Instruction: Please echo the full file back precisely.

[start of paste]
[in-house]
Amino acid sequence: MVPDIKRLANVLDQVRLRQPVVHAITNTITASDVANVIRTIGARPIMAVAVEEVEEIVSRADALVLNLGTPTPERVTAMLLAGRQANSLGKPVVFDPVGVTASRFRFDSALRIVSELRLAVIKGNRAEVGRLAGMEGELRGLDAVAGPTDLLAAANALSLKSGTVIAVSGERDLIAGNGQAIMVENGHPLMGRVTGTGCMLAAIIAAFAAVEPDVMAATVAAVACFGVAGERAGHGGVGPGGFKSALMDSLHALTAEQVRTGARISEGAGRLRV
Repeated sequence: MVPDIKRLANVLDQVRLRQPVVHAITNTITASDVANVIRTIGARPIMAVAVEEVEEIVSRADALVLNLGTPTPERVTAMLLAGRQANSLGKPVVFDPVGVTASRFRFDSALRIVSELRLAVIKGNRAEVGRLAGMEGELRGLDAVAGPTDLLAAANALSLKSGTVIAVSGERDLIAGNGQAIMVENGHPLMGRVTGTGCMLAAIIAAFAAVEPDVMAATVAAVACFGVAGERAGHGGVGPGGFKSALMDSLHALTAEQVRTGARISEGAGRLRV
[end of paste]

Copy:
[in-house]
Amino acid sequence: MVPDIKRLANVLDQVRLRQPVVHAITNTITASDVANVIRTIGARPIMAVAVEEVEEIVSRADALVLNLGTPTPERVTAMLLAGRQANSLGKPVVFDPVGVTASRFRFDSALRIVSELRLAVIKGNRAEVGRLAGMEGELRGLDAVAGPTDLLAAANALSLKSGTVIAVSGERDLIAGNGQAIMVENGHPLMGRVTGTGCMLAAIIAAFAAVEPDVMAATVAAVACFGVAGERAGHGGVGPGGFKSALMDSLHALTAEQVRTGARISEGAGRLRV
Repeated sequence: MVPDIKRLANVLDQVRLRQPVVHAITNTITASDVANVIRTIGARPIMAVAVEEVEEIVSRADALVLNLGTPTPERVTAMLLAGRQANSLGKPVVFDPVGVTASRFRFDSALRIVSELRLAVIKGNRAEVGRLAGMEGELRGLDAVAGPTDLLAAANALSLKSGTVIAVSGERDLIAGNGQAIMVENGHPLMGRVTGTGCMLAAIIAAFAAVEPDVMAATVAAVACFGVAGERAGHGGVGPGGFKSALMDSLHALTAEQVRTGARISEGAGRLRV